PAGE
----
X
Henry Ridgwell
July 28, 2015 9:53 PM
A British pro-democracy group has accused Russia of abusing the global law enforcement agency Interpol by requesting the arrest and extradition of political opponents. A new report by the group notes such requests can mean the accused are unable to travel and are often unable to open bank accounts. VOA's Henry Ridgwell reports.
Video

Video Russia Accused of Abusing Interpol to Pursue Opponents

A British pro-democracy group has accused Russia of abusing the global law enforcement agency Interpol by requesting the arrest and extradition of political opponents. A new report by the group notes such requests can mean the accused are unable to travel and are often unable to open bank accounts. VOA's Henry Ridgwell reports.
Video

Video Genome Initiative Urgently Moves to Freeze DNA Before Species Go Extinct

Earth is in the midst of its sixth mass extinction. The last such event was caused by an asteroid 66 million years ago. It killed off the dinosaurs and practically everything else. So scientists are in a race against time to classify the estimated 11 million species alive today. So far only 2 million are described by science, and researchers are worried many will disappear before they even have a name. VOA’s Rosanne Skirble reports.
Video

Video Scientists: One-Dose Malaria Cure is Possible

Scientists have long been trying to develop an effective protection and cure for malaria - one of the deadliest diseases that affects people in tropical areas, especially children. As the World Health Organization announces plans to begin clinical trials of a promising new vaccine, scientists in South Africa report that they too are at an important threshold. George Putic reports, they are testing a compound that could be a single-dose cure for malaria.
Video

Video Special Olympics Athletes Meet International Friends

The Special Olympics are underway in Los Angeles, California, with athletes from 165 countries participating in an event that gives people with intellectual disabilities the chance to take part in an international competition. VOA's Mike O'Sullivan reports that for athletes and their families, it's also an opportunity to make new friends in an international setting.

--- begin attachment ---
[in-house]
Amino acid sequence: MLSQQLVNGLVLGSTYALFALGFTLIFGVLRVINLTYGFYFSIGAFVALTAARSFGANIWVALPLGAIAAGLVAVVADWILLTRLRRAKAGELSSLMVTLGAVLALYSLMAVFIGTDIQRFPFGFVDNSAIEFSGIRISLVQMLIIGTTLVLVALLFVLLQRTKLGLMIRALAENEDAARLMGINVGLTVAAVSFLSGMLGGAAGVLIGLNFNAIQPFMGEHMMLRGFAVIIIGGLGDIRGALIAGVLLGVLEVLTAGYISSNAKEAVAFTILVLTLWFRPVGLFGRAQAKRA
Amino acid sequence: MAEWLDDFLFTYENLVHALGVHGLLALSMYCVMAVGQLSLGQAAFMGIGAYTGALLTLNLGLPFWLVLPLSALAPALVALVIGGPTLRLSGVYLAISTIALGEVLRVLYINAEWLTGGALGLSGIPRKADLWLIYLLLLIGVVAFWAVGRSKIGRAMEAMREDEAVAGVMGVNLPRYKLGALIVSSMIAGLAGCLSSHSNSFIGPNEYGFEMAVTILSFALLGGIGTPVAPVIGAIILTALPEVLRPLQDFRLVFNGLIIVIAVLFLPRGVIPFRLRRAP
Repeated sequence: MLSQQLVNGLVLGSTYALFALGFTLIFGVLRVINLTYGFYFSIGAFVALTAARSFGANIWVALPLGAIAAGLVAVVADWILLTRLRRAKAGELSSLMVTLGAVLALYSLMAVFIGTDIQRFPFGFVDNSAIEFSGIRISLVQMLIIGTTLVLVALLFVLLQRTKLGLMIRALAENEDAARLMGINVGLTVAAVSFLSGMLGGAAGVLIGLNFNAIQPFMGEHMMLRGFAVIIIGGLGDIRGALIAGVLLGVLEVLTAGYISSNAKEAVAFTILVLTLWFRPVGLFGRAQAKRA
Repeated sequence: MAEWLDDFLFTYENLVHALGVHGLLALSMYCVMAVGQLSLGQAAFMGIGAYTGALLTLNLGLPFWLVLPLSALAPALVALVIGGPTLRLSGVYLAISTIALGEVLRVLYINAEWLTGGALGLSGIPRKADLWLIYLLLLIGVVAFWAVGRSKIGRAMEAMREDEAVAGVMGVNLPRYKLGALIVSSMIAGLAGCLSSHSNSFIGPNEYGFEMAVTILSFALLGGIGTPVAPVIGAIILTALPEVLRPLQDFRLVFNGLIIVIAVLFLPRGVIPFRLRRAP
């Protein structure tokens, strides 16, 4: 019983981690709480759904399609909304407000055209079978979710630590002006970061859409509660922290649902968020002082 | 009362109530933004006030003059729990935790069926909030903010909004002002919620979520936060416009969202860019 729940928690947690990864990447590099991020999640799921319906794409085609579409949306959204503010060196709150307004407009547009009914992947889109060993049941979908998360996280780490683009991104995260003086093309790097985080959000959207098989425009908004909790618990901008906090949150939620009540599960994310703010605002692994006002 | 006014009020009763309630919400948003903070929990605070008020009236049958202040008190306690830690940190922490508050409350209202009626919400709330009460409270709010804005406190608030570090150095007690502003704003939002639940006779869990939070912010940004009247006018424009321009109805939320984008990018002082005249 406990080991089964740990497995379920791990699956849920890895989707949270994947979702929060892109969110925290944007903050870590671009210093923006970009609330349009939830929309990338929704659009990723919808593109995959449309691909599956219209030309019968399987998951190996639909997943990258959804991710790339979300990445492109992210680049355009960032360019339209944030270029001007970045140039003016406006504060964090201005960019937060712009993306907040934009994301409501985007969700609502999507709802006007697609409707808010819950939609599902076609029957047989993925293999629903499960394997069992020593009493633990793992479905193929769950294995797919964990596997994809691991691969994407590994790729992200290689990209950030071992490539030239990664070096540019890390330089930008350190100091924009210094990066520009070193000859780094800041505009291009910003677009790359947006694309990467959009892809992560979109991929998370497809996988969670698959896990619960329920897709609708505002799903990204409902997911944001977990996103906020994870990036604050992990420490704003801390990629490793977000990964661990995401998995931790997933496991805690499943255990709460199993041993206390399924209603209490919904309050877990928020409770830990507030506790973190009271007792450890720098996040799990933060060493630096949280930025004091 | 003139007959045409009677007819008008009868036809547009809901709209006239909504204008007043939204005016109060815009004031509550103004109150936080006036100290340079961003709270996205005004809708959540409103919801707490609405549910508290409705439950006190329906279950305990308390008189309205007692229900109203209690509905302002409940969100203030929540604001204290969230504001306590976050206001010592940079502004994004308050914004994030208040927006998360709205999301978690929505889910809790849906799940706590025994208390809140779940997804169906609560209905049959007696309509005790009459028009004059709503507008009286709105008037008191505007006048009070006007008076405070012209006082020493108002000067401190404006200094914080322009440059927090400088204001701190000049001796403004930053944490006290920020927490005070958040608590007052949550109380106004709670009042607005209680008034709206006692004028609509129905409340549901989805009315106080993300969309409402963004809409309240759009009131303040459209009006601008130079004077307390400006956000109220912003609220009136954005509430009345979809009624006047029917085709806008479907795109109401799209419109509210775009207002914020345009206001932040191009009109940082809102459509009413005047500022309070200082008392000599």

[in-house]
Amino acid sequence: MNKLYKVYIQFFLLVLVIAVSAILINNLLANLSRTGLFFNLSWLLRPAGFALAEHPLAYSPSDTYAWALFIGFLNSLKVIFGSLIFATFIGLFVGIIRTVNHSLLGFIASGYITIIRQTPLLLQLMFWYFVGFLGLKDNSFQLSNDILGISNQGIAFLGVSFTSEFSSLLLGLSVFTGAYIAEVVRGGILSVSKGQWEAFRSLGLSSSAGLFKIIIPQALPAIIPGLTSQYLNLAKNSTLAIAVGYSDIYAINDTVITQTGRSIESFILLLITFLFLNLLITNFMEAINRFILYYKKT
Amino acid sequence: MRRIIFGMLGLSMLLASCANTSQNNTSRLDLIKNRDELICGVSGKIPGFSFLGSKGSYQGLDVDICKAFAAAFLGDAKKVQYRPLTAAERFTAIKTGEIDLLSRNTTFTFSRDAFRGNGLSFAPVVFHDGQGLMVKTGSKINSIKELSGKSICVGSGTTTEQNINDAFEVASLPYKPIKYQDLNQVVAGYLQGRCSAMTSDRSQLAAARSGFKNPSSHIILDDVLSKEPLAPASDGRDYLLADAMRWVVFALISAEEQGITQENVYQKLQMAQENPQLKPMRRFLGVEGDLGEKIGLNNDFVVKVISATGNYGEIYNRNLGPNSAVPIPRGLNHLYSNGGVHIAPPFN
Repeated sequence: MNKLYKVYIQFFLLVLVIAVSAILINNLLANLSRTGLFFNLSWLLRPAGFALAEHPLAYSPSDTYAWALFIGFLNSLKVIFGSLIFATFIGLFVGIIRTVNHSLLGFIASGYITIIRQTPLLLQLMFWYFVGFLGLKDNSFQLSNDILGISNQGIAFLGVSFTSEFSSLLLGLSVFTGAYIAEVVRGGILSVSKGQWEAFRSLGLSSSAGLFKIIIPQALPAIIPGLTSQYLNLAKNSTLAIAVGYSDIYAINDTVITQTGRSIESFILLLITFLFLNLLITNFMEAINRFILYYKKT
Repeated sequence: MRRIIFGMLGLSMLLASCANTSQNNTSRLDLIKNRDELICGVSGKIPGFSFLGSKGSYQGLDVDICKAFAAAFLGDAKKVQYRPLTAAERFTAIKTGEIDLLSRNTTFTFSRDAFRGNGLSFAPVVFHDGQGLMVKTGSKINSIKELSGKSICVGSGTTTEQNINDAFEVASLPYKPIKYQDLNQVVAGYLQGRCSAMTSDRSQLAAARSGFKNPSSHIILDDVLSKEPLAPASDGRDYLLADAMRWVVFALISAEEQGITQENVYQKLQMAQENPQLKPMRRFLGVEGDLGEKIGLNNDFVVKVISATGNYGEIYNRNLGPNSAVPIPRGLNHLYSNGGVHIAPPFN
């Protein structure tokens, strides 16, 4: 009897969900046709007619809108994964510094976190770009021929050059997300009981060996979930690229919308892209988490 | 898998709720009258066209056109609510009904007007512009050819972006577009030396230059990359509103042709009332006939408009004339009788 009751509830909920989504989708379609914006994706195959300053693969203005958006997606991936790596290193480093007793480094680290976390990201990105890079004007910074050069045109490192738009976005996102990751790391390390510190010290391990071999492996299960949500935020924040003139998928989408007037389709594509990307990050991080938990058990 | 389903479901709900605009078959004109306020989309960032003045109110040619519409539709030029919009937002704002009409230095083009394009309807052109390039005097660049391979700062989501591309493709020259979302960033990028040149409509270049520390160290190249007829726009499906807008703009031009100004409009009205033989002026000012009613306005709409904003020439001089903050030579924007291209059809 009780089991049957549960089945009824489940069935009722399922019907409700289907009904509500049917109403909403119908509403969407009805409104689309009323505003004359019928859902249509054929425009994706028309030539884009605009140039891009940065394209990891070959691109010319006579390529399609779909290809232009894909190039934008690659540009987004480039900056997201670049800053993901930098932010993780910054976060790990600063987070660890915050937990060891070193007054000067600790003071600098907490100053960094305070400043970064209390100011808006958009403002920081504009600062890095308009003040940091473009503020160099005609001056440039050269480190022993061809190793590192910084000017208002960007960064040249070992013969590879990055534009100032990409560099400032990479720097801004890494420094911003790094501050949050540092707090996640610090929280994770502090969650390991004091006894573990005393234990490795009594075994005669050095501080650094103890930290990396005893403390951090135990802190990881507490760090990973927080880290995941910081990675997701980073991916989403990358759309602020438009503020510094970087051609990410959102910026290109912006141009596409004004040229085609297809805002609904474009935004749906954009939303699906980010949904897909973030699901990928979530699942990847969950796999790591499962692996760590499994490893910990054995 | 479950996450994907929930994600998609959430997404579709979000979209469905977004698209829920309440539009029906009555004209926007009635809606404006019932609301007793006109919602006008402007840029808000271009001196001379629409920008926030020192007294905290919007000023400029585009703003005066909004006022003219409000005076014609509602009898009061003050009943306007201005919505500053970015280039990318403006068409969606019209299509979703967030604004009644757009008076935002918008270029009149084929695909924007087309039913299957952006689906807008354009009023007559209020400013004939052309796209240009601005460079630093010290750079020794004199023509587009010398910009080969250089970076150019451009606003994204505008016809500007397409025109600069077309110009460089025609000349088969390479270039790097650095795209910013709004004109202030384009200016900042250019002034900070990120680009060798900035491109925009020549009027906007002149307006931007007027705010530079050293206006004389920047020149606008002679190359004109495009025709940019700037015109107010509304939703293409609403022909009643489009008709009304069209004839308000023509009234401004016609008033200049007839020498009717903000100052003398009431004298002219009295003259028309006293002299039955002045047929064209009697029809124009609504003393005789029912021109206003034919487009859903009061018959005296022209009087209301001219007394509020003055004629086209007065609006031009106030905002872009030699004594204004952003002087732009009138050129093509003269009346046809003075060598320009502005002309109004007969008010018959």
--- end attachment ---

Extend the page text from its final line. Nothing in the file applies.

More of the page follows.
Video

Video 'New York' Magazine Features 35 Cosby Accusers

The latest issue of 'New York' magazine features 35 women who say they were drugged and raped by film and television celebrity Bill Cosby. The women are aged from 44 to 80 and come from different walks of life and races. The magazine interviewed each of them separately, but Zlatica Hoke reports their stories are similar.
Video

Video US Calls Fight Against Human Trafficking a Must Win

The United States is promising not to give up its fight against what Secretary of State John Kerry calls the “scourge” of modern slavery. Officials released the country’s annual human trafficking report Monday – a report that’s being met with some criticism. VOA’s National Security correspondent Jeff Seldin has more from the State Department.
Video

Video Iran Nuclear Pact Wins Few New US Congressional Backers

Later this week, President Barack Obama returns from a trip to Africa to confront a U.S. Congress roiled by the nuclear accord with Iran, an agreement that has received the blessing of the U.N. Security Council. Days of intensive lobbying and testimony by top administration officials have won few new congressional supporters of the pact. VOA’s Michael Bowman reports.